contact lens materials
GP Materials Offer New Options and Convenience to Patients
BY NEIL PENCE, OD, FAAO
This month we look at what's new regarding GP lens materials. While there is generally less activity compared to soft lenses, significant developments have occurred in GP materials.
New GP Offerings
Bausch & Lomb introduced Boston XO2 more than a year ago. This material allows more oxygen transmission (Dk of 141) than Boston XO, yet machines and wets as well as the lower-Dk material. These features make XO2 a great choice when a little higher oxygen is desired, such as higher prescriptions with thicker profiles, or for patients who may have worn XO in the past.
B&L also announced that Boston ES will become available in a clear version. Only the rare patient wants clear lenses, but some practitioners find it easier to view fluorescein through clear diagnostic lenses. With the advent of clear Boston ES, expect clear options for older Boston materials to be phased out.
Paragon has introduced the SureFit 1-Day GP Fitting and Dispensing System. It is a program to increase first-day fitting success and to reduce chair time. Lenses are ordered empirically based on the design and prescription. A consultant determines the best combination of lenses to cover a number of variables. It results in patient-specific diagnostic sets of two-to-four lenses per eye. The hope is to make GP fitting and dispensing more similar to what we have come to expect from soft lenses — patients walk out with lenses after the fitting visit. Labs are expected to have various spherical and multifocal designs in SureFit.
As discussed by Edward Bennett, OD, MSEd, in last month's GP Insights column, there are new higher-index of refraction GP lens materials that allow for thinner, lighter lenses. This might help with centration and comfort. Higher-index materials might also allow beneficial design changes, such as larger optic zones or larger diameters, without increasing lens thickness or weight. All of the higher-index materials also have lower specific gravities, resulting in lighter-weight lenses.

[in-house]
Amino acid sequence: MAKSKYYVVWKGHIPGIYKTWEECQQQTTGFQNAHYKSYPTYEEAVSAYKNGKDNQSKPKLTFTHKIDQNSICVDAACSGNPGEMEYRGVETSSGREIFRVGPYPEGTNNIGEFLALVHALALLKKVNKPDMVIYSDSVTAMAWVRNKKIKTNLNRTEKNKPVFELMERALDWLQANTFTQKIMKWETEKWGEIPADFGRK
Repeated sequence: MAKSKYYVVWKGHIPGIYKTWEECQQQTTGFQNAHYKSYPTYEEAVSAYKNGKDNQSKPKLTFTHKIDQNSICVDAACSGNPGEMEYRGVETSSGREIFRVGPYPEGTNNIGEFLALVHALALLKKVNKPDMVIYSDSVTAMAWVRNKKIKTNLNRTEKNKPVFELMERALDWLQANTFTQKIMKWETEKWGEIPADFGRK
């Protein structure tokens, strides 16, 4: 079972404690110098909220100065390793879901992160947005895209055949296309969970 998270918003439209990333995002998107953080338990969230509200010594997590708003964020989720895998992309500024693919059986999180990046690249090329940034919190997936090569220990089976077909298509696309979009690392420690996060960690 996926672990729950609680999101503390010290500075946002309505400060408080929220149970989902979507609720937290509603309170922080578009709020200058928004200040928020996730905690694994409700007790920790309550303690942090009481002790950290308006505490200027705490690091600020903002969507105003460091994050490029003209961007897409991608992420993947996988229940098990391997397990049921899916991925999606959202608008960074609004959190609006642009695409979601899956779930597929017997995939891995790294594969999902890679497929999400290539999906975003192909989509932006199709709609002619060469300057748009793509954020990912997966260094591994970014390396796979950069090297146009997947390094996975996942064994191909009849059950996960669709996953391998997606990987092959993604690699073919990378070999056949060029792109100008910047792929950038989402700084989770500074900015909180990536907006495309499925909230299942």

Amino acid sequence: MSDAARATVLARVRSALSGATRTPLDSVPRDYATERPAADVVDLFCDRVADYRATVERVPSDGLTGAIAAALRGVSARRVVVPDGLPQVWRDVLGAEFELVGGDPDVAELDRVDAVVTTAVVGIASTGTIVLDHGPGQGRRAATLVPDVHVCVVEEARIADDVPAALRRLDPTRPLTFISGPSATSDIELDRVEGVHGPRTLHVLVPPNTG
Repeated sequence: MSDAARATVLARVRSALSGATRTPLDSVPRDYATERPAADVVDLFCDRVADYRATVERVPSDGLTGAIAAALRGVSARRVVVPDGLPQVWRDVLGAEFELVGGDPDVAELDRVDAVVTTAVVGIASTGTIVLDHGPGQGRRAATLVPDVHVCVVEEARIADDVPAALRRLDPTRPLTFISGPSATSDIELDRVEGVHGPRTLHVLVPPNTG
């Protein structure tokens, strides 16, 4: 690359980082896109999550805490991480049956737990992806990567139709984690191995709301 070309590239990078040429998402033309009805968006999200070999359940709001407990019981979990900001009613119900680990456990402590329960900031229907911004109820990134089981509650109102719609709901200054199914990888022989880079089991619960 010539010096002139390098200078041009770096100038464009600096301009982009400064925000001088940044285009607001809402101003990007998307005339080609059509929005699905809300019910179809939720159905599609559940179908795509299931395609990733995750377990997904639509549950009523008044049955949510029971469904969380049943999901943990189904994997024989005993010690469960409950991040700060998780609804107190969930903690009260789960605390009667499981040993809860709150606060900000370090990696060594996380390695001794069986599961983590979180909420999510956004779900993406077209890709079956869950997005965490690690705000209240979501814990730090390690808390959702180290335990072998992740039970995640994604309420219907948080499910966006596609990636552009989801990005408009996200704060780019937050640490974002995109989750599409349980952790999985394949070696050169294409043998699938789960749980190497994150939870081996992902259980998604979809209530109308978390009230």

Another benefit is the enhanced refractive effect that high-index GP materials might have when used in aspheric multifocal designs. With the same amount of asphericity, a higher-index material will produce an increased add effect. One of the limitations of aspheric multifocals is producing higher adds. Combinations of front and back asphericity are often used, but seldom result in the success level found with patients requiring lower adds. This increased add effect might well improve the success of multifocal GPs. Unwanted effects may also occur from having a wider range of add powers in the same small space, so we may need to learn which designs benefit most from the increased power effect.
Contamac The first high-index GPs approved by the FDA were introduced by Contamac: Optimum HR 1.51 and Optimum HR 1.53 materials. Most GPs have had index of refractions in the 1.41 to 1.46 range, so these two materials are a definite step up. Both lenses also have low specific gravities, making them even better at reducing lens mass. The higher-index material has a lower oxygen transmission (Dk of 27 for HR 1.53; Dk of 50 for HR 1.51).
Paragon Vision Sciences The FDA recently approved Paragon HDS HI 1.54, now the highest-index GP material available. It is a low-specific gravity material that allows further weight reduction compared to most GPs, in addition to reduction achieved by the increased index of refraction, allowing less material to achieve the same refractive effect. CLS
Dr. Pence is director of the Contact Lens Research Clinic, Indiana University School of Optometry in Bloomington, Indiana. He is a consultant or advisor to B&L, CIBA Vision and Vistakon, and has received research funding from AMO.